Notes on a Theory…

Thoughts on politics, law, & social science

Scalia and Racial Entitlement (Part II) – 1979

with 3 comments

220px-Antonin_Scalia,_SCOTUS_photo_portraitLots of attention has come to Justice Scalia’s claim about the Voting Rights Act being about ‘racial entitlement.’  [Update – including from me.] The full quote is even more bizarre.  Here’s a taste:

And this last enactment, not a single vote in the Senate against it. And the House is pretty much the same. Now, I don’t think that’s attributable to the fact that it is so much clearer now that we need this. I think it is attributable, very likely attributable, to a phenomenon that is called perpetuation of racial entitlement. It’s been written about. [my emphasis] Whenever a society adopts racial entitlements, it is very difficult to get out of them through the normal political processes.

It’s the “it’s been written about” part that jumped out at me on second look. So I did some digging, and learned it’s true. It has been written about – by Scalia himself, in an article decrying affirmative action, 15 years after the passage of the Civil Rights Act.

But I think it unnecessary to describe the Restorative Justice Handicapping System any further. I trust you find it thoroughly offensive, as I do. It, and the racist concept of restorative justice of which it is merely the concrete expression, is fundamentally contrary to the principles that govern, and should govern, our society. I owe no man anything, nor he me, because of the blood that flows in our veins. To go down that road (or I should say to return down that road), even behind a banner as gleaming as restorative justice, is to make a frightening mistake. This is not to say that I have no obligation to my fellow citizens who are black. I assuredly do–not because of their race or because of any special debt that my bloodline owes to theirs, but because they have (many of them) special needs, and they are (all of them) my countrymen and (as I believe) my brothers. This means that I am entirely in favor of according the poor inner-city child, who happens to be black [happens to be black?], advantages and preferences not given to my own children because they don’t need them. But I am not willing to prefer the son of a prosperous and well-educated black doctor or lawyer-solely because of his race-to the son of a recent refugee from Eastern Europe who is working as a manual laborer to get his family ahead. The affirmative action system now in place will produce the latter result because it is based upon concepts of racial indebtedness and racial entitlement rather than individual worth and individual need; that is to say, because it is racist. [my emphasis]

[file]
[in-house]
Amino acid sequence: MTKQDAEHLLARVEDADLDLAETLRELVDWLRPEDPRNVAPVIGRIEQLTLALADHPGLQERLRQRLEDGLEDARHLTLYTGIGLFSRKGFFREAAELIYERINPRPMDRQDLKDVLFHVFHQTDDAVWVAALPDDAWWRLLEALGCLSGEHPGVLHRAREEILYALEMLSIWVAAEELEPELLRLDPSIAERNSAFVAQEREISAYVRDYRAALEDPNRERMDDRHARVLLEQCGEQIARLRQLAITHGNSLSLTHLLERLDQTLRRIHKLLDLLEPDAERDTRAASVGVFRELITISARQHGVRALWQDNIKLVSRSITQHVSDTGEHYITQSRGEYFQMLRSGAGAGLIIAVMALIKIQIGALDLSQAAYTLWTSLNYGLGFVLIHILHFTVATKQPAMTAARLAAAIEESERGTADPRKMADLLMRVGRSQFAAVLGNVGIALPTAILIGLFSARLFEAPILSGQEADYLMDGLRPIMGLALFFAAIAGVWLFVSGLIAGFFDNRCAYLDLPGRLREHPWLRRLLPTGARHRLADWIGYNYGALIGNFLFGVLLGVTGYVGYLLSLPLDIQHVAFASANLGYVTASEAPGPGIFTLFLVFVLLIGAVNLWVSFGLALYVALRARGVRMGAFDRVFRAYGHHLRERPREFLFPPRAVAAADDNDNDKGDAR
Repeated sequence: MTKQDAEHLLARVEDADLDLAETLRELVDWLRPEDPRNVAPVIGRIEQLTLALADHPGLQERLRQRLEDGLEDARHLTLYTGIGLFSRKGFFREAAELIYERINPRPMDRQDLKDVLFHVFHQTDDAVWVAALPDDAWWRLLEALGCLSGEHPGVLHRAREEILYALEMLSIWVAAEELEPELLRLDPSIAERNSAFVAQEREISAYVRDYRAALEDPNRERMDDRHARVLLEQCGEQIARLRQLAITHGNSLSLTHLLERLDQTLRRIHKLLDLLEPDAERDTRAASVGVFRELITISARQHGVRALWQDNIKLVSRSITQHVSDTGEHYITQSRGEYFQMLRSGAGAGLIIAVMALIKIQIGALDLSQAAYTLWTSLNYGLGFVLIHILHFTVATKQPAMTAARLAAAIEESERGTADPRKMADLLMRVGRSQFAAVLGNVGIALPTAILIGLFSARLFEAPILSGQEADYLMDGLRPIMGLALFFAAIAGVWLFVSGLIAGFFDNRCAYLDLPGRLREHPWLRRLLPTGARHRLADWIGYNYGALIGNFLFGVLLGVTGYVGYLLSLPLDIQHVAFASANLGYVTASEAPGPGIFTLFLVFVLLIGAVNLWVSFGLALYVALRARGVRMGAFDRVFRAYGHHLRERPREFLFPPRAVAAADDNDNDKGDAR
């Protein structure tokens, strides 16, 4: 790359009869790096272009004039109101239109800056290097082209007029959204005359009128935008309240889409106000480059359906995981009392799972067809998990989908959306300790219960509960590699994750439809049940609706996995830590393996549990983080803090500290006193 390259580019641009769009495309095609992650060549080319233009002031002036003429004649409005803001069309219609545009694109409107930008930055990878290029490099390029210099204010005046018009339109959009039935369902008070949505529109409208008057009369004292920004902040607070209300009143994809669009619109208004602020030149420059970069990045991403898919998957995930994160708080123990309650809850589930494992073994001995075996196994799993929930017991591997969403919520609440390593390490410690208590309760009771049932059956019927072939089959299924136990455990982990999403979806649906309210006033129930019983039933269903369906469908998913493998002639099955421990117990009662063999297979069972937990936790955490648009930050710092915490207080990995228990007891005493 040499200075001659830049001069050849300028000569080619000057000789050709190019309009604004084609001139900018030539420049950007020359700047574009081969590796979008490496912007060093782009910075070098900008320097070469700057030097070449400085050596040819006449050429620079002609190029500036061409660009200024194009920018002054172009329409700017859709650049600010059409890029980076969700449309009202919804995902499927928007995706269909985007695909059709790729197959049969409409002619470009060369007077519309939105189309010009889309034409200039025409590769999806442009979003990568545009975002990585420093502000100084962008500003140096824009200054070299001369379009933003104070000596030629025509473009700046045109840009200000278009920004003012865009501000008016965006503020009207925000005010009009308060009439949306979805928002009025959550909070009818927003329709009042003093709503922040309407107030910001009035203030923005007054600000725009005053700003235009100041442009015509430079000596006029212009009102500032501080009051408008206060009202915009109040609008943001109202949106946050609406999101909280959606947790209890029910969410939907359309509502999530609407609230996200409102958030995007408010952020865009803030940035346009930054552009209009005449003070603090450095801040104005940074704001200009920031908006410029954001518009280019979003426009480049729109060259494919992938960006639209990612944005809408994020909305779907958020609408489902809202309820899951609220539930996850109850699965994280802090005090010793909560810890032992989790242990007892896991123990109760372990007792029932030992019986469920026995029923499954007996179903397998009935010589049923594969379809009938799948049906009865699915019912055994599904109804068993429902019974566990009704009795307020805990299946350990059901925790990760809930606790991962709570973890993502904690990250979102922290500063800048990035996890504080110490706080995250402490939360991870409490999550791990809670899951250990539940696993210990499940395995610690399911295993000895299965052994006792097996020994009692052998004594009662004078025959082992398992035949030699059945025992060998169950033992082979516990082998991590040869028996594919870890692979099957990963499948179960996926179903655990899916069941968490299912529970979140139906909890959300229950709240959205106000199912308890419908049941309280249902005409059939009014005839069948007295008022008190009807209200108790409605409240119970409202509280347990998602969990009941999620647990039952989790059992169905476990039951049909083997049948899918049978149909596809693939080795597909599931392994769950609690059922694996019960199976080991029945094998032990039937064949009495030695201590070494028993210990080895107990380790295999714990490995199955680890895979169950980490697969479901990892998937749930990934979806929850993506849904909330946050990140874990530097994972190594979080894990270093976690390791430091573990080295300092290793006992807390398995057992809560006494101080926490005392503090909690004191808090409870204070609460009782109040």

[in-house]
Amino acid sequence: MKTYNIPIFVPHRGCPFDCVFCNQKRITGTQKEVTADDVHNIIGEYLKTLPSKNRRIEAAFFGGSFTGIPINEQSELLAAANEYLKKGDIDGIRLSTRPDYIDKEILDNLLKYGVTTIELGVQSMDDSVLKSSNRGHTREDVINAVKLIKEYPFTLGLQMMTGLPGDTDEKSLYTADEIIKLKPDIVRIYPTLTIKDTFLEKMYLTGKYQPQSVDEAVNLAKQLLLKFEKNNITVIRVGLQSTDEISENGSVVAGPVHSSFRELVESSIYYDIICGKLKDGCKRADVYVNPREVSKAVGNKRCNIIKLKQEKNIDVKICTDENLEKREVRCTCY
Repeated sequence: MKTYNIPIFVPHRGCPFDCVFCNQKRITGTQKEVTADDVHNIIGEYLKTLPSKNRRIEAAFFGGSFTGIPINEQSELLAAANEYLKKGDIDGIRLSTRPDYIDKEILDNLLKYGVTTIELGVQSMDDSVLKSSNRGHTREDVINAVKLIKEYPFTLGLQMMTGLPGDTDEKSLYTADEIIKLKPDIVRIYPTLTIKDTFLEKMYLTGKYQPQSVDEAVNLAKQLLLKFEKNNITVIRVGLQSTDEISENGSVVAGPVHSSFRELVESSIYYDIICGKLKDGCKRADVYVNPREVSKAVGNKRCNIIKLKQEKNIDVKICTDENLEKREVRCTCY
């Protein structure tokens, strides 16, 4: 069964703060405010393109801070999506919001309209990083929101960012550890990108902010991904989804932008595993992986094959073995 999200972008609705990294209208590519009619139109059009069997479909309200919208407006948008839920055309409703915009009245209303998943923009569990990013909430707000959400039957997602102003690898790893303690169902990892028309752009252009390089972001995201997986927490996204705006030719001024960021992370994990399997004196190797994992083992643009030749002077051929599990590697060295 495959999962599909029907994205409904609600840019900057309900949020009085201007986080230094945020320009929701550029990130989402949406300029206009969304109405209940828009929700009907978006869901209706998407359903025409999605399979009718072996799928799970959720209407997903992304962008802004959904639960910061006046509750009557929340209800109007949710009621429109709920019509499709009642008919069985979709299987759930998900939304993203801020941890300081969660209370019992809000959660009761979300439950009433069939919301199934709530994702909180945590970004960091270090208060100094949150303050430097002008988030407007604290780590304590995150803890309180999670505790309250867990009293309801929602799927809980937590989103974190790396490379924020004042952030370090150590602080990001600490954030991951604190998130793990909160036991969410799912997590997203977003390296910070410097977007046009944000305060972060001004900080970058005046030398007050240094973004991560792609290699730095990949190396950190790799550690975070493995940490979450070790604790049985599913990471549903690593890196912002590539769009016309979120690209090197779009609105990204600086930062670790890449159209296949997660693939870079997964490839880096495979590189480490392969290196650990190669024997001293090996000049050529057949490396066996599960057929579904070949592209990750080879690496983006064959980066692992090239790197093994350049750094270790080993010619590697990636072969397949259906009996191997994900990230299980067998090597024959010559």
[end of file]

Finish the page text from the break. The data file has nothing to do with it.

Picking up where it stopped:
Disease as Cure: In Order to Get beyond Racism, We Must First Take Account of Race” (1979)

That “happens to be black” line seems to me to be a really telling phrase.

Written by David Kaib

February 28, 2013 at 12:08 am

3 Responses

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  1. As I read the happens to be black line, Scalia is saying that a 1) poor inner-city child 2) who is black, is owed preferential and special treatment but only because that child is (1), not because that child is (2).

    Matt Bruenig

    February 28, 2013 at 9:05 am

    • I read it that way too, but what it misses is that the racialized inner city is an intentional creation of public policy. Scalia consistently sees happenstance as the cause of racial disparity, as if it could have just as easily gone the other way.

      David Kaib

      February 28, 2013 at 9:20 am

      • I don’t think his position turns on denying that the racialized inner city is an intentional creation of public policy. His position as something like: whatever the reason for being disadvantaged, it is the being disadvantaged that entitles you preferential treatment. So if you are black and disadvantaged — fully conceding that you could be disadvantaged *because* you are black and have suffered racism — you should get preferential treatment, but, still, only because you are disadvantaged.

        Really to cut to the chase, Scalia is asking you to make a case for giving preferential treatment to a very rich Black kid. Racism is a heavy cause of Black poverty and such, but clearly racism did not cause *that kid* to be poor. We know this because he isn’t poor.

        I think there are good reasons for giving preferential treatment to such a kid, but they are wildly different reasons from the case of a poor black.

        Matt Bruenig

        February 28, 2013 at 9:40 am

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